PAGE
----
Paid Family and Medical Leave - Small Businesses
Washington workers will be able to use Paid Family and Medical Leave benefits starting in 2020. These benefits will generally allow up to 12 weeks of paid leave per year to care for yourself or your family.
Small employers must:
- Collect and remit premiums.
- Report employee wage and hours on a quarterly basis.
- Provide required notice to employees, beginning at the end of 2019.
What is different for small businesses?
Employer requirements are broadly the same for small businesses. The primary difference is employers with fewer than 50 employees are not assessed the employer portion of the total premium. For more information about premium collection, please see our Premium Page.
How do small businesses calculate premiums?
Businesses with fewer than 50 employees are not responsible for paying the employer portion of the total premium. This does not mean employees of small businesses pay the entire 0.4 percent premium. Instead, employees contribute 63.33 percent of the 0.4 percent total premium. The remaining 36.67 percent employer portion is simply not assessed or collected. For more information about premium collection, please see our Premium Page.
How are employees counted for Paid Family and Medical Leave?
Employee count is based on quarterly reporting. Employers will report employee wages and hours each quarter and once per year the department will average the number of employees on these reports. This average will be the size of the employer for the next calendar year. This will be repeated each calendar year on Sept. 30.
Quarterly reports will include part-time, full-time, temporary employees and more, meaning the employee count will be strictly a head count.
Business size calculation for 2019 only:
- ESD will determine the size of your business based on your first quarter report (Jan. – March), and this is the number ESD will use for 2019.
- On Sept. 30, 2019, ESD will average the number of employees reported over the previous quarters to determine business size for calendar year 2020.
- You won’t receive ESD’s calculation of your business’s size until we receive your first quarterly report in July 2019. However, tracking the headcount of your employees for the first quarter of 2019 will give you the best indication of whether you will need to pay the employer portion of the premium in April.
How do small businesses manage employees on leave?
Employees of a small business are eligible for the same benefit as everyone else. Employees will file for benefits directly to the department. The department is responsible for verifying the qualifying medical event, verifying eligibility for leave and issuing the benefit payment directly to the worker.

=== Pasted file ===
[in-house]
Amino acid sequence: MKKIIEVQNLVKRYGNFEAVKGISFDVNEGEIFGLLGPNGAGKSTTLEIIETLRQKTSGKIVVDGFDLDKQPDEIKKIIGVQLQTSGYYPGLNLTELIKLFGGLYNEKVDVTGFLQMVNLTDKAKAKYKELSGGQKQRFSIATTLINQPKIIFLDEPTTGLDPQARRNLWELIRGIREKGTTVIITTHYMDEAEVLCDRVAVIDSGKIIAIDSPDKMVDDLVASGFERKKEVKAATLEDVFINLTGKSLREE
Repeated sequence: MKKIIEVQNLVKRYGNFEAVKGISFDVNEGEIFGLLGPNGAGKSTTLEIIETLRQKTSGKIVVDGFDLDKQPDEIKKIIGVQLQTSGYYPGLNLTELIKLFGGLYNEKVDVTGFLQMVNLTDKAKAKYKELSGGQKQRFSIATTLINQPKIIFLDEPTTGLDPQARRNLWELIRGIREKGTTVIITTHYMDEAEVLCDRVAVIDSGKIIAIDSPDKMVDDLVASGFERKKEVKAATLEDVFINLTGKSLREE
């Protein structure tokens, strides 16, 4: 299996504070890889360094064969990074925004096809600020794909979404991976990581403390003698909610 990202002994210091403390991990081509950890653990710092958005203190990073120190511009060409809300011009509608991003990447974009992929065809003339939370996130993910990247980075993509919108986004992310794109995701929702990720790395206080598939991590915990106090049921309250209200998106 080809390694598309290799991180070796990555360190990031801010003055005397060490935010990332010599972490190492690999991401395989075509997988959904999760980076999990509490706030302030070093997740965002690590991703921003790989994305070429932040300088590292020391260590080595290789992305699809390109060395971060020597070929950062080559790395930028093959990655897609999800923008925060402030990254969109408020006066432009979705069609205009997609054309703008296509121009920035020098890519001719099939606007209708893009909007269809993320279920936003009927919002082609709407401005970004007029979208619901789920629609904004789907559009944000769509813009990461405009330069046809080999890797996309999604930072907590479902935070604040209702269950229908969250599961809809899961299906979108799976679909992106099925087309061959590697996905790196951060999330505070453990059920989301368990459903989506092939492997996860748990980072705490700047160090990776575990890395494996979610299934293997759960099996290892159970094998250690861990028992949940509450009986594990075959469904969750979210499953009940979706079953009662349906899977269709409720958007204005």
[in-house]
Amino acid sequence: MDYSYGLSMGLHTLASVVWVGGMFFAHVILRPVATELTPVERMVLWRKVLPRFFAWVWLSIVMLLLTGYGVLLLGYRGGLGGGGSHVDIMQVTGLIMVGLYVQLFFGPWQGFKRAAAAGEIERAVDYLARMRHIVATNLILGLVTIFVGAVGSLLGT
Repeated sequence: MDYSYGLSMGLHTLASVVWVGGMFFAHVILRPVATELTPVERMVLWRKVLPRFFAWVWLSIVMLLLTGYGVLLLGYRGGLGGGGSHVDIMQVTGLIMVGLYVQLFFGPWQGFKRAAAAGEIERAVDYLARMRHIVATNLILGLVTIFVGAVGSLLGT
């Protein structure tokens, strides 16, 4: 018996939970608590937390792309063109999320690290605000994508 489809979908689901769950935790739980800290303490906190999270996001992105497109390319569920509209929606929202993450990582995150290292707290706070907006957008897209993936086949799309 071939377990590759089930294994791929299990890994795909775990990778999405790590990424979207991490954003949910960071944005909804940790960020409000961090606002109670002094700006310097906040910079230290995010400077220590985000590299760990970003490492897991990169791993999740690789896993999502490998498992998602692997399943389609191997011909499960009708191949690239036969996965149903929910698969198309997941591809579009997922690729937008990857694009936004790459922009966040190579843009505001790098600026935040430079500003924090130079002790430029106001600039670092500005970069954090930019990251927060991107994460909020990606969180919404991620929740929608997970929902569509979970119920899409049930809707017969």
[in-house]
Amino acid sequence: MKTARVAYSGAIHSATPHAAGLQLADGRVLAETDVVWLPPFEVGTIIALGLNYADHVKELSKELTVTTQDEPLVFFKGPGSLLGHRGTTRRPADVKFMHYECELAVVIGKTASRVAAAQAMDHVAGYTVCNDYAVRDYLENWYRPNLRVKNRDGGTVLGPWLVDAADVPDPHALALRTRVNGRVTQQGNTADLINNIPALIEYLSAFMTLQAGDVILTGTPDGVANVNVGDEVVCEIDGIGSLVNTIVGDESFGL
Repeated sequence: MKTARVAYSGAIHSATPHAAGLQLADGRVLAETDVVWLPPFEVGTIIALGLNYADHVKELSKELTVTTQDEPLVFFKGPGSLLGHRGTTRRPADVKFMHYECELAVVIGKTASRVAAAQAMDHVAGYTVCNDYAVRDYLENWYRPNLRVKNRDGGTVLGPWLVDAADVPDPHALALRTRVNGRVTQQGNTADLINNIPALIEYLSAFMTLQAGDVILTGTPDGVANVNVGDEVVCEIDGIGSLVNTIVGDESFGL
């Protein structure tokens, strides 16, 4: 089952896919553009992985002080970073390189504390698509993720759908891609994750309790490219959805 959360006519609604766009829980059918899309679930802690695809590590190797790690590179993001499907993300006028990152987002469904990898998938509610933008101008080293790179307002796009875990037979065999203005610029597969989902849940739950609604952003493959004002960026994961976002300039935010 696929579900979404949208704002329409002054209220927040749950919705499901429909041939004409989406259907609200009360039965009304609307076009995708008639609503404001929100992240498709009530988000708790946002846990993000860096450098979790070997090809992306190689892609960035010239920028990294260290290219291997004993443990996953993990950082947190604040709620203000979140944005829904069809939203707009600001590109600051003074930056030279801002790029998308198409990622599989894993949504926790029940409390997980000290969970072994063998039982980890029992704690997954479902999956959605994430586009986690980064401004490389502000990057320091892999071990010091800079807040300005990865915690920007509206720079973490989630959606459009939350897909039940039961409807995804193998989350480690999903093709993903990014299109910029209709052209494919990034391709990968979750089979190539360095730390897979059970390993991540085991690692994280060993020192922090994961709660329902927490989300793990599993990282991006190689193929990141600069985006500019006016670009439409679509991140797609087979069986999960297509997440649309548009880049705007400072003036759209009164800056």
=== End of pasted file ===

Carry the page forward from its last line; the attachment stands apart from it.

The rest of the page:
Employers may be required to hold the job of an employee on leave if all the following are true:
- The employer has 50 or more employees working each day during each of the 20 or more weeks in the last year.
- The employee has worked for the employer for a year or more.
- The employee has worked for the employer for at least 1,250 hours in the year before the date of leave.
Job protection may have additional requirements after rulemaking is complete in the summer of 2019. There may also be additional laws outside of Paid Family and Medical Leave that apply to holding a position. Please contact our Customer Care Team if you have questions regarding job protection in Paid Family and Medical Leave.
Do employees of small businesses get the same benefit as everyone else?
Yes, all workers in Washington may be eligible for the same benefit. To qualify, a worker must work 820 hours in the qualifying period and must experience a qualifying event for leave. To learn more about benefits, please see our Workers Page.
Can a small business use an accountant or other third party to manage Paid Family and Medical Leave?
All employers, large and small, can partner with a third party. Employer agents, like an accountant or payroll company, can manage the employer responsibilities of Paid Family and Medical Leave. To learn more about this process, please see our Employer Agents Page.
What kind of financial assistance is available for small businesses?
Grants are available for small businesses to help cover the costs of hiring temporary employees when a member of your team uses Paid Family and Medical Leave. To be eligible for these grants, your business must average 150 or fewer employees. Businesses that average fewer than 50 employees must pay the employer portion of premiums to be eligible.
Grants of up to $3,000 are available and can be issued 10 times per year to a single employer. A business must apply for these grants. More information about the application process will be available in the future. A grant of $1,000 is available to businesses who experience significant wage-related costs due to an employee’s leave when using Paid Family and Medical Leave.
How can small businesses get support for implementing paid family and medical leave?
Small businesses can get answers to their questions by calling or emailing our Customer Care Team. Our Customer Care Team is composed of specialists who know Paid Family and Medical Leave better than anyone. Use our Contact Page to connect directly with this team.
Can a small business opt-out of Paid Family and Medical Leave?
Employers cannot opt-out of Paid Family and Medical Leave. Voluntary Plans are available for employers who wish to operate their own paid family and medical leave program. Employers must submit these plans for approval and the employer must participate in the state plan until a Voluntary Plan is approved. Voluntary plan employers still have employer requirements.
There is no opt-out for an individual employee. Employees are covered either by the state plan or an approved voluntary plan.